The above copolymer is preferably applied to the substrate by means of radiation grafting or adhesive bonding.
In accordance with a further aspect of the present invention, there is provided a process for the preparation of a surface for the attachment and growth of cells in vitro, said process comprising exposing adhesive proteins or adhesive serum proteins to a surface comprising the neutralized form of a copolymer of perfluoro-3,6-dioxa-4-methyl-7-octene sulphonyl fluoride and a monomer optionally adsorbed or attached to an appropriate substrate, whereupon the copolymer adsorbs said proteins to form a copolymer-protein complex.
In a further preferred embodiment, the surfaces prepared according to the above processes for use both in vivo and in vitro are further exposed to cells of the type sought to be grown, whereupon the cells adhere to the said surface to further improve its cell attachment and growth properties.
In accordance with a still further aspect of the present invention, there is provided a method for the attachment and growth of cells to a surface both in vivo and in vitro, which method comprises exposing cells or a medium containing cells and adhesive proteins to a surface of the present invention.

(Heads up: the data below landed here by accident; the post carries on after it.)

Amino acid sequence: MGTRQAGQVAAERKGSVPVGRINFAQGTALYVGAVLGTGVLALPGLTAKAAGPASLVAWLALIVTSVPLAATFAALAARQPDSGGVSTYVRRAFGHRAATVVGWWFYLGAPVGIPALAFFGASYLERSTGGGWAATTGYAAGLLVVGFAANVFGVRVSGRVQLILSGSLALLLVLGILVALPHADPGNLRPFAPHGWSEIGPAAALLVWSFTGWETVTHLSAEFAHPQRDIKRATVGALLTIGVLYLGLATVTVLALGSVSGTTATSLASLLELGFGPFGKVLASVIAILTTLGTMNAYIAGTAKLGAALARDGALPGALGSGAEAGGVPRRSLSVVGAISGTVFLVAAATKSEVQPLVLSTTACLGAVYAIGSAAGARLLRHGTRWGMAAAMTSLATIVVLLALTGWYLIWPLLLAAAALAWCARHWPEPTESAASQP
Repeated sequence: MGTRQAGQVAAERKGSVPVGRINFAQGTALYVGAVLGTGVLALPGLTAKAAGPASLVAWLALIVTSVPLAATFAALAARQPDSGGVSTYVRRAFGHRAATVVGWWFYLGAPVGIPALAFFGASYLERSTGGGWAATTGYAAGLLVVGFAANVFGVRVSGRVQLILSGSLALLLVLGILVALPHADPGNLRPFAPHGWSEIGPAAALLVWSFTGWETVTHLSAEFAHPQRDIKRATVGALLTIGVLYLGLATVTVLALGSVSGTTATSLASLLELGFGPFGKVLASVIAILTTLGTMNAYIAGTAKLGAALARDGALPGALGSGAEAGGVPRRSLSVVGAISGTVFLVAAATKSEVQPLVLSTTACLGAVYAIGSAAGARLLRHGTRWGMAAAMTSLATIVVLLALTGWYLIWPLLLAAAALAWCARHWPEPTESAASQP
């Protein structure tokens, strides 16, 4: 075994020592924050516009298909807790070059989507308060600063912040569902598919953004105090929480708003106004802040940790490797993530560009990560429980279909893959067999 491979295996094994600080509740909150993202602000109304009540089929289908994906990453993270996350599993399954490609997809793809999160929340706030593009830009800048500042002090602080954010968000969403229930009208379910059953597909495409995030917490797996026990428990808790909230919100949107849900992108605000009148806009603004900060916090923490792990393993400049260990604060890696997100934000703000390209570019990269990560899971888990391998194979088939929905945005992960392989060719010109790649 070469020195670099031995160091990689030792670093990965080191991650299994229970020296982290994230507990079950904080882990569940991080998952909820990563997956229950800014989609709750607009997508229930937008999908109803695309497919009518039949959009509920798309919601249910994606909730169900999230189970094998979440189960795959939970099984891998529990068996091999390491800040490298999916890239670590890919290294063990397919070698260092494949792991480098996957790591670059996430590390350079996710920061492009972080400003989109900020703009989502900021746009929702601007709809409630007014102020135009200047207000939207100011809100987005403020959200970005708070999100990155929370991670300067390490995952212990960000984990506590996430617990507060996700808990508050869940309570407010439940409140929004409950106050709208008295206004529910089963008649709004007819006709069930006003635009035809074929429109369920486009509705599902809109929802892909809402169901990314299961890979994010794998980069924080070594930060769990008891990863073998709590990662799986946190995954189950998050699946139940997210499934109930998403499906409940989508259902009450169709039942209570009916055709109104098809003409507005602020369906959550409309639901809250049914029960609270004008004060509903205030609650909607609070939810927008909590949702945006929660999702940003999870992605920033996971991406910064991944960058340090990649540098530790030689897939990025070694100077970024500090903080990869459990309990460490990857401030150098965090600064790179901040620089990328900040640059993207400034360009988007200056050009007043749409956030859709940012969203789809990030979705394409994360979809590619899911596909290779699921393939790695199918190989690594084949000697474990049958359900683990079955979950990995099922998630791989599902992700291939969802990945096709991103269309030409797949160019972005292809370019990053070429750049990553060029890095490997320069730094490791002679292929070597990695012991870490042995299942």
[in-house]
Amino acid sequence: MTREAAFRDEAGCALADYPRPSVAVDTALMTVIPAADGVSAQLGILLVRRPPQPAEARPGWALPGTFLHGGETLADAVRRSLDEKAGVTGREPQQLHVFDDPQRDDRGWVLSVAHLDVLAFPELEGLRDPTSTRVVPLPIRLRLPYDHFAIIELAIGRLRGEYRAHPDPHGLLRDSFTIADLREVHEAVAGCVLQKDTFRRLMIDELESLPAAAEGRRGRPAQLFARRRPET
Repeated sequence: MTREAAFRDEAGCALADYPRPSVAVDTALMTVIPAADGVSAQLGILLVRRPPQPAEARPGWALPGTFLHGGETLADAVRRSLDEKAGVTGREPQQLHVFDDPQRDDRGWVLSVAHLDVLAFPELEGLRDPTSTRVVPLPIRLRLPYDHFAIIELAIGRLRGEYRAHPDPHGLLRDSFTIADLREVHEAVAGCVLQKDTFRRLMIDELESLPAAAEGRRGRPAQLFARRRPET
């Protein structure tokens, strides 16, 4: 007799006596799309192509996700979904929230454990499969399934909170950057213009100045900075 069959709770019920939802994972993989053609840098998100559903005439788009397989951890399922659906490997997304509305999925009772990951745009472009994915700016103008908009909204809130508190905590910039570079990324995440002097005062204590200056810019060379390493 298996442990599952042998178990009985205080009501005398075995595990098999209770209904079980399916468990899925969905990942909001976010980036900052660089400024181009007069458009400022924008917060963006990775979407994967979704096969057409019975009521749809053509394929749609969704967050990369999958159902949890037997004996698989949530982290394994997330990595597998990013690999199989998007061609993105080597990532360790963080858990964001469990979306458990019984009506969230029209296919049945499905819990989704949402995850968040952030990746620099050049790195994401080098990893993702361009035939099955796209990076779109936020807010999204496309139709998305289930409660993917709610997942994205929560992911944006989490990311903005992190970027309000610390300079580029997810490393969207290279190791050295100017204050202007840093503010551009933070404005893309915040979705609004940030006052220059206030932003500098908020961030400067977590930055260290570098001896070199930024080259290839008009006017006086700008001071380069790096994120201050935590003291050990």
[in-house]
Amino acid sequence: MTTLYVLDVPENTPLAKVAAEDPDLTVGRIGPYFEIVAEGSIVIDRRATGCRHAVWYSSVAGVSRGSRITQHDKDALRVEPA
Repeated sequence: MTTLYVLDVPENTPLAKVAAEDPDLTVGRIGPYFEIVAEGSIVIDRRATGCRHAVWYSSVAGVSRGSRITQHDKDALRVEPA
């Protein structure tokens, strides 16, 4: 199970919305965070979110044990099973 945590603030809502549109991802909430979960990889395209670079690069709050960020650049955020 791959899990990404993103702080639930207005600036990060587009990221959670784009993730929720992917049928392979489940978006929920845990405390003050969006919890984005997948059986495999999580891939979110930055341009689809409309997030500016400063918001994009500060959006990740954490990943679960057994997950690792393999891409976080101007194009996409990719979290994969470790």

FIG. 1 is a graph of the relative growth rates of bovine aortal endothelial cells on the following surfaces: tissue culture plastic (TCP), NAFION 22, 70 and 125 films prepared as described in Example 1, during the period of 4 days after seeding, and,
FIG. 2 (A and B) shows the difference in cell morphology and cell density of bovine aortal endothelial cells after 4 days culture on untreated TEFLON (FIG. 2A) or on TEFLON that was coated with NAFION, as described in Example 1, (FIG. 2B). Cells were stained with acridine orange and photographed under UV light and the photographs are at 80 times magnification.
FIG. 3a is a graph of the relative growth rate of the human cell line Hep-2 on the following surfaces: tissue culture plastic, NAFION 70 prepared as described in Examples 1 and 3 and both the above surfaces precoated with fibronectin prior to cell seeding, cultured for a period of 7 days.
FIG. 3b is a graph of the relative growth rate of the human cell line HeLa on the following surfaces: tissue culture plastic, NAFION 70 prepared as described in Examples 1 and 3 and both the above surfaces precoated with fibronectin prior to cell seeding, cultured for a period of 8 days.